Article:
It’s hard to remember a time when I was not a pro player, so it’s hard for me to say how my life would have been if I wasn’t. It certainly impacts everything I do. My life is very different than most other young people’s. I had a job before I had even left school, for example. I think you can see the discrepancy now that I’m graduating college; for most of my classmates, graduating is the beginning of something—they can now start working “good jobs,” they can begin their Masters/PHDs, they can use what they spent years learning. For me, it’s not a beginning, it’s just an ending—graduating means I don’t have to go to school anymore, and that’s basically it. I’ll not use my degree for anything, I have no plans, I will continue doing what I did throughout all my college years, which was to play Magic.
Would you agree on fetchlands being overall bad for the game of Magic?
Not really. I like formats with good mana and they give you that. I wish we could have good mana without all the shuffling, but I don’t think they are bad for Magic. People say “everyone can play three colors with minimal costs” as if that is a bad thing, but I think what is bad is when people can’t do that.
Do you keep notes from your test games? Do you have any efficient way to take note for things during a game without losing your focus?
I would never take notes during a game. Anything you want to write down, you write down after it’s finished. I very rarely take notes outside of match results (e.g.: RUG vs. BUG, 7-5) but I always try to see why things are happening the way they are, what matters, and so on. I never take notes on that, I just think and then we talk. Sometimes, though, we decide to post our thoughts on the format in our team forum so that we can share them with people who aren’t there, which forces me to write things down.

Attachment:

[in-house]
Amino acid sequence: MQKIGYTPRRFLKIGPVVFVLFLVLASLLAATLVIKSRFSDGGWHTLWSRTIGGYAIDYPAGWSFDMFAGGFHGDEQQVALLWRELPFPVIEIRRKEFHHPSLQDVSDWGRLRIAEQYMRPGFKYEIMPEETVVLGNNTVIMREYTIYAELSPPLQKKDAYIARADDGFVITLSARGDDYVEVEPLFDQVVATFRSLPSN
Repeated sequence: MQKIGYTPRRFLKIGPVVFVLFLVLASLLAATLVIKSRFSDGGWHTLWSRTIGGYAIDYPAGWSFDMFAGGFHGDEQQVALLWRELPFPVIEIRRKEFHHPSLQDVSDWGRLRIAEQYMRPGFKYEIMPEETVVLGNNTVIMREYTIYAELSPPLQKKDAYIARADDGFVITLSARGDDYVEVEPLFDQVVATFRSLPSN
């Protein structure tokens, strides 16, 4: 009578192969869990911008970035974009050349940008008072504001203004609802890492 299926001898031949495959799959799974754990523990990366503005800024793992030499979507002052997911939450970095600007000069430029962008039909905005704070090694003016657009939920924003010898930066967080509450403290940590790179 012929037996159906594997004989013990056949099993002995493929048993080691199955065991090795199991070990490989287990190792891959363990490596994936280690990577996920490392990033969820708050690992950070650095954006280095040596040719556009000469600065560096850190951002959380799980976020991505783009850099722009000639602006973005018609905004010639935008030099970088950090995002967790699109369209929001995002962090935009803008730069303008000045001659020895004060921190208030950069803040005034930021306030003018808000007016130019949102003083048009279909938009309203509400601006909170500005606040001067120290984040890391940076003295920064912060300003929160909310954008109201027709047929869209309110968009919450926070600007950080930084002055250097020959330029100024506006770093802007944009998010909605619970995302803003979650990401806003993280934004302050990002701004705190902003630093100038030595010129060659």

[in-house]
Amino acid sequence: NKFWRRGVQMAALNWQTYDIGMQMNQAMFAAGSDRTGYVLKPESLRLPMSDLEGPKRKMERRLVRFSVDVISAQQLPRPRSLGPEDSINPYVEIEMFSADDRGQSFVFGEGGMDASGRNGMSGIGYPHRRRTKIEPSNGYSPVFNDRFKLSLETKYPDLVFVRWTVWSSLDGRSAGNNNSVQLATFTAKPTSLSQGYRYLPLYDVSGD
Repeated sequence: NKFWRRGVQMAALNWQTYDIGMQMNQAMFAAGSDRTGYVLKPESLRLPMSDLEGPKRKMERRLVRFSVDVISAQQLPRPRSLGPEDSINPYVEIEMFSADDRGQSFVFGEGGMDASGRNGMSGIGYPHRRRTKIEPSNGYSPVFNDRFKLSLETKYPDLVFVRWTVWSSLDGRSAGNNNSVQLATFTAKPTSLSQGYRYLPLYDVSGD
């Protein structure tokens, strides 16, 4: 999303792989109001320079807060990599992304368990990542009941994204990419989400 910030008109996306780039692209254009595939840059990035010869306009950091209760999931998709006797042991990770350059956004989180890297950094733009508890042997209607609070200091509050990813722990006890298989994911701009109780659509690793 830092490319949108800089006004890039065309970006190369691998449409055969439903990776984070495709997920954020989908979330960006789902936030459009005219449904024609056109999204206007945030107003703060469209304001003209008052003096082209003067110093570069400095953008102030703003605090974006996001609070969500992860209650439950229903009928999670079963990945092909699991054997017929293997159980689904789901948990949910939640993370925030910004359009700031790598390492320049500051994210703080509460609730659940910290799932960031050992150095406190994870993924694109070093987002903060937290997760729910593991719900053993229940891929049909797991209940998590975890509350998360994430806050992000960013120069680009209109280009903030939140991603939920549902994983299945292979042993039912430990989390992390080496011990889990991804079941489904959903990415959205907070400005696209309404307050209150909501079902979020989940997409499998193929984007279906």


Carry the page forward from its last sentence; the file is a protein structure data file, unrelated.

Outside of Pro Tours, how much of your deck decision is based on theory-crafting, how much is based on other tournament results, and how much of it is actual playtesting?
The most important thing to me is theory-crafting. I think I’m very good at it and I put a lot of weight on my own opinion of things. Results are also very important, but I don’t think we play enough matches of Magic to go solely on results. When results and theory-crafting conflict, I will talk to other people and, if they also seem to think something different than the results we got, I will usually go with what seems right rather than what happened. I put very little weight in other tournament results because I don’t trust people to play the decks (both theirs and the opposition) as well as my teammates.
Have you played Hearthstone?
I have—I started last week. It seems interesting so far; it’s very similar to Magic with some key differences that take a little to get used to. Sometimes the random effects are extremely frustrating, but not having mana problems is very nice.
Top current LoL ban choices?
If I’m first pick, I’ll always ban Yasuo and Braum, and then a third depending on what my team wants to play.
Well, that’s what I’ve got for today. Thank you for the questions, and see you next week!